Drummer Talk 256 – Drum Programming 101

We’re back from Summer break with a fresh show talking about why we drummers should look at learning to program drums.

Opening Detritus

  • What have we been up to all Summer long??
  • We have a huge queue of transcriptions!

Drummer Talk Mailbag

From Jonas:
Hi, i’m a finnish guy and i just discovered your podcast and now it is all i listen to at work. Anyway, i am using a birch kit which i heard Dave also uses. Could you give me some tips on how to remove the ringing around the kit? Thanks:)

From Nicole
Hi Dave and Troy, Longtime listener and fan of the podcast – first time writer. While you are on your 2015 summer hiatus, I thought I would take a moment to suggest a future topic for the show. I would really enjoy a podcast dedicated to female drummers or women in percussion. Your show has mentioned and sometimes featured female voices (i.e. February 2015 interview with Staff Sergeant Jackie Jones), but there are definitely more male voices heard on the podcast.

This comes as no a surprise, turn on the TV and drummers in mainstream popular music are overwhelmingly male. Previous generations of girls and women were explicitly told they could not play drums because “it was an instrument for boys.” Thankfully, today more girls and women are picking up drum sticks than ever before AND organizations exist to help encourage women and girls to explore drumming. If as male hosts you feel apprehensive to tackle this topic, perhaps hosting a panel discussion that includes women with knowledge about female drummers can shed light on the exciting initiatives to “raise awareness about women percussionists” and “inspire women and girls of all ages to drum.”

I am a female percussionist and have been teaching drum set for 13 years. I currently teach at the Women’s Drum Center in St. Paul, Minnesota. My experience at the Women’s Drum Center has demonstrated that after being told drumming is not for them — girls and women are thankful for a safe space to explore their dream of drumming. My suggestion for this topic is not meant to divide the drumming community by gender, but simply to shine a brief spotlight on female drummers. Such insight might help the drumming community think about ways to be inclusive to all of it’s members…or at least see things from other drummers’ perspectives. Thanks for your all of your hard work on the podcast. It’s a tremendous resource that covers such a wide range of topics. I will continue to be an avid listener.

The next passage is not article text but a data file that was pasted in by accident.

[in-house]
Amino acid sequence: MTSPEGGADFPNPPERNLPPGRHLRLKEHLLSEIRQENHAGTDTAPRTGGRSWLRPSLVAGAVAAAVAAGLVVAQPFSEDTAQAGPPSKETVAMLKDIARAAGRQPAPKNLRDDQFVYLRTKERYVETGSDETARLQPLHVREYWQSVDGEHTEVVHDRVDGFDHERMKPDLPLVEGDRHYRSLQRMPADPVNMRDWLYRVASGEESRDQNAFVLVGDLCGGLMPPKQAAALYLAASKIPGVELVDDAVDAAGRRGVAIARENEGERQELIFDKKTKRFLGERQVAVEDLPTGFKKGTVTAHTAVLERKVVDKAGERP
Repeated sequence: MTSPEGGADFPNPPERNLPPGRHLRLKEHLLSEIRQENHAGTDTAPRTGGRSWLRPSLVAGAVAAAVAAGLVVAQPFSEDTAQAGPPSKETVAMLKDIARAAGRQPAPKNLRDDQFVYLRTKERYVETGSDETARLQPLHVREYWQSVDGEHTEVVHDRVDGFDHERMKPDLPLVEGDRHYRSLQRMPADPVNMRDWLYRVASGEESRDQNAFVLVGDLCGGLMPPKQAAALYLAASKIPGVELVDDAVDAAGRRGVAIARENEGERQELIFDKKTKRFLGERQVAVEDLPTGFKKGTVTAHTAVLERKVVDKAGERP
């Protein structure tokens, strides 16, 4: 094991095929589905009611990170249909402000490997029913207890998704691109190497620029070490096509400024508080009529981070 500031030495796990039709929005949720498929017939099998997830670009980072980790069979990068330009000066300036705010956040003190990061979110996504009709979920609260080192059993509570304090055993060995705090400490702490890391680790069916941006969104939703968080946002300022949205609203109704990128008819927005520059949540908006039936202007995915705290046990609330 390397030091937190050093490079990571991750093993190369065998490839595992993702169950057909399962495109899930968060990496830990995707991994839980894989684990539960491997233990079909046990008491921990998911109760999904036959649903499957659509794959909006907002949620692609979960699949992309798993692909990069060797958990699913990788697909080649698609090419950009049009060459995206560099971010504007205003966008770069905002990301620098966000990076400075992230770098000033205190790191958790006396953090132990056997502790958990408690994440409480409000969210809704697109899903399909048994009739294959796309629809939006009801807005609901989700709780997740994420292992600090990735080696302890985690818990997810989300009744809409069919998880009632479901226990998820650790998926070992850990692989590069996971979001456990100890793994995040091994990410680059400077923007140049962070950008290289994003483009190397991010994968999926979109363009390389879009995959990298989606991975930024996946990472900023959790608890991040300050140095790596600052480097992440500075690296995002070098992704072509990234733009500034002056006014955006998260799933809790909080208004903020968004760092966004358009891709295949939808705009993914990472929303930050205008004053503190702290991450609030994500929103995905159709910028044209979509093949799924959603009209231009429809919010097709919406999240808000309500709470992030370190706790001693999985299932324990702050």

Topic Notes

  • Why bother learning drum programming?
    • This is the future (present?) of modern music production (especially if it’s not 100% rock oriented)
    • Drummers make the best programmers because we know what real drum patterns should sound like
    • There is more work to have out there!
  • Difference between the DAWs
    • Logic Pro X – $199
      • Best all-around tool and best bang for your buck.  Huge stock library complete with patches, samples, and loops. Great MIDI editor. Mac only
    • ProTools – $599
      • The industry standard for audio recording and editing with broad plugin support. Most widely-supported in studios. AVID is known for spotty customer service and the MIDI editor is lacking
    • Ableton Live – $449/$749
      • Best tool for audio manipulation, especially time-stretching and remixing. The interface is unique and colorful, but many of the parameters all look alike. Its unique workflow can make for a steep learning curve if you already know Logic or ProTools
      • We record DT in Ableton Live!
    • Reason – $399
      • 2nd best bang for your buck! Solid and extremely stable (due to its enclosed architecture) with great customer support. It’s siloed nature is also its greatest weakness: no outside plugin/library support (although they do have a proprietary plugin called rack extensions)! This really keeps it from being fully embraced by the professional community and keeps it feeling more like a consumer tool.
    • FL Studio – $737
  • MIDI vs Recorded Drums
    • Strengths
      • Infinite editability
      • Infinite sound tweakability
    • Weaknesses
      • Live drum parts can have a lot more energy, nuance, and realism
  • Common mistakes of drum programming
    • The 8-armed drummer
    • Not programming out phrases the way a drummer would actually play them
      • Too dependent on short loops
    • Lack of velocity editing
  • Drum Programing Plugins

Music from this week’s Show:

In closing…

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Next Week:  Drum Programming 201 (how to write convincing drum patterns in the DAW)

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